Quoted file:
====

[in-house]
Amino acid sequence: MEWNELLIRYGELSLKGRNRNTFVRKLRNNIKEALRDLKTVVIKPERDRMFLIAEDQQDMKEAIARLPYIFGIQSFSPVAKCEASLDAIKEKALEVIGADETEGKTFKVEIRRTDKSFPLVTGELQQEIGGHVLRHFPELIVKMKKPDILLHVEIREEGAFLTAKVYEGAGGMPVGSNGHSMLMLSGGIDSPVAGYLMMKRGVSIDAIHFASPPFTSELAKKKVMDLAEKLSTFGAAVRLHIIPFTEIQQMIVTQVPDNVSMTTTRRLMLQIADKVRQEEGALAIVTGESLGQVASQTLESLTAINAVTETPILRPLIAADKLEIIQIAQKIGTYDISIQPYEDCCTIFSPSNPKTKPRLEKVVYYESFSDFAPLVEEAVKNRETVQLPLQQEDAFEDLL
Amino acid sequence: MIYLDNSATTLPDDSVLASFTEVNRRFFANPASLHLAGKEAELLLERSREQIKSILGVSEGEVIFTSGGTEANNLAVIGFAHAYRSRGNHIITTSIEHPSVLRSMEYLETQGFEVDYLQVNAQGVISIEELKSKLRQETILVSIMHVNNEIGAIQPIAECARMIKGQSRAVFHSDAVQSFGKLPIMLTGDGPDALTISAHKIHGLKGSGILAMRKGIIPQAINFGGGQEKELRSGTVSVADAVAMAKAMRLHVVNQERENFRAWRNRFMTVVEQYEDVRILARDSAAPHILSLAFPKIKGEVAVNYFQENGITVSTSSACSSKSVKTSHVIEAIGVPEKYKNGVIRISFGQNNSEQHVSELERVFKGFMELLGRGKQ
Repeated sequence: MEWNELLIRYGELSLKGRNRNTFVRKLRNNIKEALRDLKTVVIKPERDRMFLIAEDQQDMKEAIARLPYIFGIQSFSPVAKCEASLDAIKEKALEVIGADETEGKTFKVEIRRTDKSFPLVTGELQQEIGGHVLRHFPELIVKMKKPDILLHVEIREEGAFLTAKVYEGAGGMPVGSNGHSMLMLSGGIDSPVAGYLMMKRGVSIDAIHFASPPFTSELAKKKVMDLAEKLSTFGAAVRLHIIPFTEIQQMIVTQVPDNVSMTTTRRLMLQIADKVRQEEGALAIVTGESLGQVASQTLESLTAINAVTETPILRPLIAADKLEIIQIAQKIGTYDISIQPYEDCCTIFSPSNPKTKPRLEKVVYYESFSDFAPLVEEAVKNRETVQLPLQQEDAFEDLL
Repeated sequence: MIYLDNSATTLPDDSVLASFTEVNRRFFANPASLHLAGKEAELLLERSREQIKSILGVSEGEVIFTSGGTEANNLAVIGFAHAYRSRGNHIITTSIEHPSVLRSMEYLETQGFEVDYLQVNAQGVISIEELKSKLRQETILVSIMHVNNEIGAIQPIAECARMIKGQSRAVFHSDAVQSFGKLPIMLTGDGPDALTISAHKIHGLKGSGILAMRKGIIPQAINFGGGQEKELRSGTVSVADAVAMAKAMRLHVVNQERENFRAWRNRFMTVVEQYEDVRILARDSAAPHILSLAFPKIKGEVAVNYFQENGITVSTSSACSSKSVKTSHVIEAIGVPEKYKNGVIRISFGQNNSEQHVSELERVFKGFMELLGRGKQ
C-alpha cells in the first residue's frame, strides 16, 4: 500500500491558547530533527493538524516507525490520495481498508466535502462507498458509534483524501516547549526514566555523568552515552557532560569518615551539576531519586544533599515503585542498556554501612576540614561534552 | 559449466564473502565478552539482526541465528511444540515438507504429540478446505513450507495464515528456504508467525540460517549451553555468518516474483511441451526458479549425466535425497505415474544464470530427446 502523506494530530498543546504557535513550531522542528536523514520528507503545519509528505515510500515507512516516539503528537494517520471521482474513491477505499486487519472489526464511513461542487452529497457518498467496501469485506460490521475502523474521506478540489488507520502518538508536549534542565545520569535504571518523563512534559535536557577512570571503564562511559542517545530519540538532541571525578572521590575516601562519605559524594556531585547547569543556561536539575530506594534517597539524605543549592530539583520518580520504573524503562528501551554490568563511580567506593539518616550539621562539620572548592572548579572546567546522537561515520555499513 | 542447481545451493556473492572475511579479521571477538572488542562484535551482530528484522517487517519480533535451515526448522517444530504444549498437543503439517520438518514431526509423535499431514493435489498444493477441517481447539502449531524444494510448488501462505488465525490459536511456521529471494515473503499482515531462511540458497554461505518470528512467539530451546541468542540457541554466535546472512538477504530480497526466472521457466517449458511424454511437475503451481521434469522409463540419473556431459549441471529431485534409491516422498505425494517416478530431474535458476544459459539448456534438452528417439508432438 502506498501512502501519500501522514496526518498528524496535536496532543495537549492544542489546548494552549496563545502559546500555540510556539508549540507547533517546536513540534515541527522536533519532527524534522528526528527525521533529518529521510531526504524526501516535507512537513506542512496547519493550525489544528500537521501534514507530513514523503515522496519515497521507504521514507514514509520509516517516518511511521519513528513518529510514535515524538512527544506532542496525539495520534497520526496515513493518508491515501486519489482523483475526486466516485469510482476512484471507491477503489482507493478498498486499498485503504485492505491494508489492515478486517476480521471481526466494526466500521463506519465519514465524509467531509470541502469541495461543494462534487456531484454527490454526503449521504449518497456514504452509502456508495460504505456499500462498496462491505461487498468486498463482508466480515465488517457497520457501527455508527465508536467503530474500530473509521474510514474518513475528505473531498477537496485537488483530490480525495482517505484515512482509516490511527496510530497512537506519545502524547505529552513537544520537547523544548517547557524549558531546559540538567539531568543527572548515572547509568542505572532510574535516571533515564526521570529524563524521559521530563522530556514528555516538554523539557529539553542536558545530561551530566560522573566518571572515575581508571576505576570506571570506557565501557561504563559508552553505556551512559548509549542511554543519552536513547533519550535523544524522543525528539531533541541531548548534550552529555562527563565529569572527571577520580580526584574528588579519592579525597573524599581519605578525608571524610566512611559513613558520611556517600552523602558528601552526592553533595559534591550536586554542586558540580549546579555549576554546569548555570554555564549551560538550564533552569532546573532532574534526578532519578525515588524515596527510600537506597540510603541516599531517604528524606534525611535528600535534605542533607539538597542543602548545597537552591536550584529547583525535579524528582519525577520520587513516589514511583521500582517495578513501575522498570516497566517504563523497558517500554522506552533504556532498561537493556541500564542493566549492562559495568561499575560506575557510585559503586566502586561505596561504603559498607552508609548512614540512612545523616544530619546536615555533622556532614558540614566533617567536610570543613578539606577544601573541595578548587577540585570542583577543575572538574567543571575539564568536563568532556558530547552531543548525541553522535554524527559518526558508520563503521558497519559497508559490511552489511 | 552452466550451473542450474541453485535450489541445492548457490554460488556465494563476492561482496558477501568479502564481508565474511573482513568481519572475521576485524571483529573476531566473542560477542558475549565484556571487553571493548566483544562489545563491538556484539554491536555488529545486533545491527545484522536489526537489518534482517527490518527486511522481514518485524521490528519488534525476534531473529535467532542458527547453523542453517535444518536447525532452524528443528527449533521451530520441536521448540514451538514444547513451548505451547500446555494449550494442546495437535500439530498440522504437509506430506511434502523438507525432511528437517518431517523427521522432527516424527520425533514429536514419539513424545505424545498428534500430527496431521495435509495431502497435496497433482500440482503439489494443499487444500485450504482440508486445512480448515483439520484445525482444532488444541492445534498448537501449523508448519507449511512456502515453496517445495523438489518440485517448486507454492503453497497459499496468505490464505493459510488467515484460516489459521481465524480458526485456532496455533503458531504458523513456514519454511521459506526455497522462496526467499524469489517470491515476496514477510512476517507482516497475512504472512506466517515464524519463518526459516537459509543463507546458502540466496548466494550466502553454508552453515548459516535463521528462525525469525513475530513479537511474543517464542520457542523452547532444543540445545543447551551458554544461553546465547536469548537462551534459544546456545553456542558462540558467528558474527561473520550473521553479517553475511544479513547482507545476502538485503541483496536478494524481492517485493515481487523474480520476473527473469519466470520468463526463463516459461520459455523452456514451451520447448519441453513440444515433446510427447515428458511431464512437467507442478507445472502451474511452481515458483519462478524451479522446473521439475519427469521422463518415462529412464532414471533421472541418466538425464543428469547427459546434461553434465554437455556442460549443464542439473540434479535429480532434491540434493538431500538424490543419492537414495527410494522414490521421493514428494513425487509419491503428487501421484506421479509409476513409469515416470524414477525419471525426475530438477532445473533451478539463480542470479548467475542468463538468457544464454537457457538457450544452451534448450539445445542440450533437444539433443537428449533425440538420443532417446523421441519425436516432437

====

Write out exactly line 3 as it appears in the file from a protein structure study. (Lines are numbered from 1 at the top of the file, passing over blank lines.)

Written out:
Amino acid sequence: MIYLDNSATTLPDDSVLASFTEVNRRFFANPASLHLAGKEAELLLERSREQIKSILGVSEGEVIFTSGGTEANNLAVIGFAHAYRSRGNHIITTSIEHPSVLRSMEYLETQGFEVDYLQVNAQGVISIEELKSKLRQETILVSIMHVNNEIGAIQPIAECARMIKGQSRAVFHSDAVQSFGKLPIMLTGDGPDALTISAHKIHGLKGSGILAMRKGIIPQAINFGGGQEKELRSGTVSVADAVAMAKAMRLHVVNQERENFRAWRNRFMTVVEQYEDVRILARDSAAPHILSLAFPKIKGEVAVNYFQENGITVSTSSACSSKSVKTSHVIEAIGVPEKYKNGVIRISFGQNNSEQHVSELERVFKGFMELLGRGKQ